Situated 40 miles south of Cleveland, and just a couple hours drive east of Columbus, recognition sometimes escapes the city of Akron, Ohio. Star NBA players Lebron James and Steph Curry were both born in Akron, though Cleveland gets the bragging rights since it houses the team. While Columbus birthed country juggernaut Rascal Flatts, as well as underground legends Copywrite and Camu Tao, Akron perhaps holds the trump card for being the site where The Black Keys formed.
Born in Akron, Penelope Dolla$ is part of a rising generation of artists in the region. Though she moved to Columbus when she was three-years-old, she returned nines year later, where she has lived ever since. Equally adept singing and rapping, Penelope draws inspirations from hip-hop heavyweights of the 90's like Wu-Tang Clan and Digable Planets, while charting paths set by some of the genre's recently revered idols such as Kanye West and Cleveland native Kid Cudi.
While Penelope credits Columbus as the place that taught her “how to fight back and not be afraid of anyone,” and that admittedly, “I did a lot of wild shit in Columbus,” she learned to be comfortable being a self-described oddball. While southern trap rap dominated most of her friends' playlists in middle school, she favored bands that fused multiple genres. “I was always attracted to music by The Gorillaz, Coldplay and Gym Class heroes,” she reveals, “I never really shared that with my friends.”
Encouraged by a family of musicians – her mother rapped, while her dad, grandparents and aunts sang – she formed her own rap duo with schoolmate Wavy, called Planet Rech. Though the songs may never see the light of day, including her first song dedicated to a high school crush, she felt an endearing sense of pride. The recording process was “liberating because I waited three years to do so.” With this newfound confidence, she had plans to make her mark on hip-hop with Wavy by her side.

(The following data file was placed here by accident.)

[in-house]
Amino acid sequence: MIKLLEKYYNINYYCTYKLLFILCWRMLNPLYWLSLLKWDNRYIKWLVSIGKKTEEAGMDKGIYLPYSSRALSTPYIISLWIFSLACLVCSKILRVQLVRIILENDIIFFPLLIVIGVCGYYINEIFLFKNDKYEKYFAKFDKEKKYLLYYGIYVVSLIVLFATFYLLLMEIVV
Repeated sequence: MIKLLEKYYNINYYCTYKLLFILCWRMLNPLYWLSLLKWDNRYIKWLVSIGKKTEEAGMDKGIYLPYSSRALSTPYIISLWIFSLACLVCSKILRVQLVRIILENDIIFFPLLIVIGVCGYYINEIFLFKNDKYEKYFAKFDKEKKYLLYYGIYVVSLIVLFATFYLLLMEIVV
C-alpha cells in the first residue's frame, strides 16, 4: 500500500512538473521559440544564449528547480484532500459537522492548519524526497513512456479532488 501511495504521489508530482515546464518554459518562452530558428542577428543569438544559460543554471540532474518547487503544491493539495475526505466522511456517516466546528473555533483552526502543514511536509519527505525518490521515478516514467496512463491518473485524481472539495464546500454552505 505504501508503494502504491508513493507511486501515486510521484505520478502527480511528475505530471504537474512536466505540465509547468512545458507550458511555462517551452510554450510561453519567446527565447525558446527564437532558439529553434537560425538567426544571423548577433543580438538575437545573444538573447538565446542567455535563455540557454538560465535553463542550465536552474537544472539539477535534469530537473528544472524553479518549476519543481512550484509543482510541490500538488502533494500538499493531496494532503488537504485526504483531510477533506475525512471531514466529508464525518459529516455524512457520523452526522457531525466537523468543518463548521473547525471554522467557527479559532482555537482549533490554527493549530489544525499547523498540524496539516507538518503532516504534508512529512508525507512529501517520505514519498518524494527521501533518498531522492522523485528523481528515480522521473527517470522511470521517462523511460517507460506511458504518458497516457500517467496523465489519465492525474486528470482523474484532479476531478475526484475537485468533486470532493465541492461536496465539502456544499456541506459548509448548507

In late 2011, the two had a falling out. “We ended up getting into a petty argument,” Penelope recalls, due to stark differences: while Penelope had intentions of pursuing a music career, Wavy had her eyes set on college.
Suddenly a solo artist, she settled on the name “Penelope Dolla$,” a combination of her love for classic names and imagery, with her own entrepreneurial spirit. On Y2K, her second solo project, she sings raps her signature bravado over classic instrumentals from Shyne, Busta Rhymes, Bun B and Ashanti.
With aspirations of breaking into the markets in Atlanta and Los Angeles, winning a Grammy and becoming an entrepreneur, she is not content on resting on her laurels. Akron, she stresses, is a city full of “hidden treasures that are about to be revealed.” With at least three projects on the way, including a second compilation with her Blak Klan collective, a collaboration with Cleveland's St. Clair and her own solo album, she is determined to lead the wave of breakout artists in the Midwest.